Matt Kenseth, in desperate search of anything resembling a shred of momentum and title-chasing hopes, found out what that meant in the closing laps around the 1.5-mile oval.

Logano pulled off the bump-and-run on Kenseth with five laps to go to take the lead and held on in a green-white-checkered finish to pick up his second straight win and give the remaining drivers in the Contender round of the Chase plenty to think about with the next elimination on deck Oct. 25 at Talladega Superspeedway.
The proof is clearly in the points. After Logano, only seven more drivers will keep championship hope alive, and second through 10th place is separated by a total of 20 points.
That will make Talladega – already an unpredictable wild-card when the Chase isn’t involved – a viewing and racing experience that will border on downright insane.
With Kansas in the rear-view mirror, Martin Truex Jr. would be the last driver to advance to the Eliminator round of the Chase. He has a six-point cushion on Kyle Busch and is eight points ahead of Ryan Newman.
And on the flip side of the coin, Kenseth and Dale Earnhardt Jr. may want to get advice from Kevin Harvick on how to win when their backs are clearly against the wall.
Kenseth may have gone from leading 153 of the 267 laps to finishing a decent 14th, but it wasn’t nearly good enough to counter last week’s 42nd-place showing at Charlotte. He’s in 12th, 35 points behind Truex Jr.
Directly in front of Kenseth sits Dale Jr. at 31 points behind the cutoff. He may have won the GEICO 500 at Talladega in May, but there’s no amount of looking at past film that can be done to figure out a way to win again. This race, the 500, is all about keeping the car in one piece and making moves toward the front at the right times. Those who do will continue on in the Chase, while the rest will be left to lament what might have been.
For those who love drag racing, the NHRA Toyota Nationals is on deck Oct. 29 to Nov. 1 at the Strip at Las Vegas Motor Speedway. It’s the penultimate stop of the season to determine the 2015 champions in the four professional classes – Top Fuel, Funny Car, Pro Stock car and Pro Stock motorcycle.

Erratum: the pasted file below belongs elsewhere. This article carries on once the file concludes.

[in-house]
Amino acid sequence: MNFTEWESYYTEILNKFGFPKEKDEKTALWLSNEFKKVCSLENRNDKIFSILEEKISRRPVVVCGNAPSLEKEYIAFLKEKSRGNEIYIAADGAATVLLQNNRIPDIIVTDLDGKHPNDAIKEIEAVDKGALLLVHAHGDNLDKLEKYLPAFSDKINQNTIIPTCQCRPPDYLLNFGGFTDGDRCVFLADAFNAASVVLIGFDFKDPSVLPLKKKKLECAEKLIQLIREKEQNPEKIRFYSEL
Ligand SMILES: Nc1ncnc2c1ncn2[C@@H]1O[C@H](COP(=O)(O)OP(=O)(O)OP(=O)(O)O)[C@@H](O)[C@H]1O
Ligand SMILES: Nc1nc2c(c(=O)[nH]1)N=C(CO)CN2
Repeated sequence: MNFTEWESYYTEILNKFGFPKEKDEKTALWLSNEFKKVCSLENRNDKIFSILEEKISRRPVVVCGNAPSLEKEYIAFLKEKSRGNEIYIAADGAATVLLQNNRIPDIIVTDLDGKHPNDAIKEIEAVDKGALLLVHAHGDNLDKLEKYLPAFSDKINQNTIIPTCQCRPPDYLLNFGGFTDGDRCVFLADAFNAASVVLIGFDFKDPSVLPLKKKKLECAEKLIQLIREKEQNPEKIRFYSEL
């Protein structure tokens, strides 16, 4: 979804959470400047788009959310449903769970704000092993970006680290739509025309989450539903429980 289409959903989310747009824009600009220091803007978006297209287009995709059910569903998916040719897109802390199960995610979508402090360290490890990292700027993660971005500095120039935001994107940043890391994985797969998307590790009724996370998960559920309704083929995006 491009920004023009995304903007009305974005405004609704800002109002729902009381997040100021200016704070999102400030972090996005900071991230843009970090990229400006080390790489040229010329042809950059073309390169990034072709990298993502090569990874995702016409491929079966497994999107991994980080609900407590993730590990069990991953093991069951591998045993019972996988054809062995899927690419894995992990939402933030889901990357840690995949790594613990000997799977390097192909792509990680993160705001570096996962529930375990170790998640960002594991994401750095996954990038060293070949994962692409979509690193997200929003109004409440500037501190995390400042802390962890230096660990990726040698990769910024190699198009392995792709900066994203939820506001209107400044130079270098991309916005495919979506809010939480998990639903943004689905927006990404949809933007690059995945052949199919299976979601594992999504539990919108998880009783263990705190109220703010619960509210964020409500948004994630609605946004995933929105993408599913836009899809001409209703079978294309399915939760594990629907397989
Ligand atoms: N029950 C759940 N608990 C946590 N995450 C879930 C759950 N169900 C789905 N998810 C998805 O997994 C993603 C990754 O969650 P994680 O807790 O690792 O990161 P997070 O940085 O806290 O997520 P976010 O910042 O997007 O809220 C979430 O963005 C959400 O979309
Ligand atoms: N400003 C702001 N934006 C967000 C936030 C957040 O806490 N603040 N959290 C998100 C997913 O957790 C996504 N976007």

After the weekend’s action finished up at Texas Motorplex outside of Dallas, three champions could potentially be crowned in two weeks. In Top Fuel, Antron Brown enjoys a 132-point cushion over Tony Schumacher and in Pro Stock, defending champion Erica Enders-Stevens leads Greg Anderson by 154.
Enders-Stevens is not only closing in on another championship, she has ruled the day at Las Vegas with three straight event victories and an 18-round winning streak. At 20 points per round win to go with additional bonuses for qualifying position and setting new track records, don’t be surprised if Enders-Stevens exits Las Vegas with her second golden Wally championship trophy.
Brown may have the inside track on his second title in the last four seasons (2012), but Schumacher has a history of stealing thunder in shocking fashion as his eight championships in the category, including 2014, will attest.
Funny Car and Pro Stock Motorcycle will have title fights that go down to the wire when the series hits the season finale at Pomona, Calif. on Nov. 12. Del Worsham, who won at Las Vegas last fall, also won at Texas over Jack Beckman in the final and increased his lead to 38 points.
In PSM, Andrew Hines probably breathed a sigh of relief after teammate Eddie Krawiec lost to Jerry Savoie in the final round at Texas. The end result means Hines, in search of a second straight championship, kept a 21-point lead heading to Las Vegas.
Jason Line (2012 in Pro Stock) and John Force (2013 in Funny Car) have won NHRA championship Wally trophies in the Countdown era at Las Vegas. If the current battles are any indication, it’s worth making the trek south in two weeks to see who may be next.
Followers and comments welcome on Twitter @Tomzsports.
Talladega Superspeedway (2.66-mile D-shaped oval), Talladega, Ala.
-SPRINT CUP: 500, Sunday, 2:30 p.m. ET/11:30 a.m. PT, NBC Sports Network. Radio: SiriusXM Channel 90 or your local MRN Radio affiliate.
Race distance: 500 miles, 188 laps
2014 champion: Brad Keselowski